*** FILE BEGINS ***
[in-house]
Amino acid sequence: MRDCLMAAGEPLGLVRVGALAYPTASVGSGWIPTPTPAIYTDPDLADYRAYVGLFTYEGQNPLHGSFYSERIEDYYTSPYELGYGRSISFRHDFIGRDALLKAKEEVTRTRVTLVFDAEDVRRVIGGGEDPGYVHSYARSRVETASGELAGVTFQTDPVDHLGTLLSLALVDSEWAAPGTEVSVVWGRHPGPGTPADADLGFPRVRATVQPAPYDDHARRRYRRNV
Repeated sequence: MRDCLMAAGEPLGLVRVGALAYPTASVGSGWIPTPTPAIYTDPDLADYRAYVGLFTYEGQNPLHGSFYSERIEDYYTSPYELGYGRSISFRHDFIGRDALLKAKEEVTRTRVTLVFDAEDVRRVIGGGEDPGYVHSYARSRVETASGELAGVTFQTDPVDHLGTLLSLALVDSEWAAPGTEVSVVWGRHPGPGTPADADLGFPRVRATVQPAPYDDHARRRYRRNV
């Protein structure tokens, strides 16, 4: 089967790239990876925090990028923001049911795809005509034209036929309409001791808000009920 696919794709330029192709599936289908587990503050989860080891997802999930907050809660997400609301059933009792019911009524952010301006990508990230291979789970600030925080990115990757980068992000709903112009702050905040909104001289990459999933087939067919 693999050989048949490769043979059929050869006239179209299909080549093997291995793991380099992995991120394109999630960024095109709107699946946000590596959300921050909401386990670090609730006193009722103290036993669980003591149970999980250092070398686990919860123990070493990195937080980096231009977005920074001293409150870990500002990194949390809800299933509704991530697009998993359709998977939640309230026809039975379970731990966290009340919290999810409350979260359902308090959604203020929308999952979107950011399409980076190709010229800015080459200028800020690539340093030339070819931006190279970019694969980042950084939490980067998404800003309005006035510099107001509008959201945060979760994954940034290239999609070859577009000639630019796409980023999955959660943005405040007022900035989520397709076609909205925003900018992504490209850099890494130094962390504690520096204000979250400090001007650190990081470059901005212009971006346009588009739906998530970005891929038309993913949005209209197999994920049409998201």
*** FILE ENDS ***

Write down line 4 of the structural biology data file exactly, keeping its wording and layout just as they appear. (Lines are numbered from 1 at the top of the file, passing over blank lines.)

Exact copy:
């Protein structure tokens, strides 16, 4: 089967790239990876925090990028923001049911795809005509034209036929309409001791808000009920 696919794709330029192709599936289908587990503050989860080891997802999930907050809660997400609301059933009792019911009524952010301006990508990230291979789970600030925080990115990757980068992000709903112009702050905040909104001289990459999933087939067919 693999050989048949490769043979059929050869006239179209299909080549093997291995793991380099992995991120394109999630960024095109709107699946946000590596959300921050909401386990670090609730006193009722103290036993669980003591149970999980250092070398686990919860123990070493990195937080980096231009977005920074001293409150870990500002990194949390809800299933509704991530697009998993359709998977939640309230026809039975379970731990966290009340919290999810409350979260359902308090959604203020929308999952979107950011399409980076190709010229800015080459200028800020690539340093030339070819931006190279970019694969980042950084939490980067998404800003309005006035510099107001509008959201945060979760994954940034290239999609070859577009000639630019796409980023999955959660943005405040007022900035989520397709076609909205925003900018992504490209850099890494130094962390504690520096204000979250400090001007650190990081470059901005212009971006346009588009739906998530970005891929038309993913949005209209197999994920049409998201």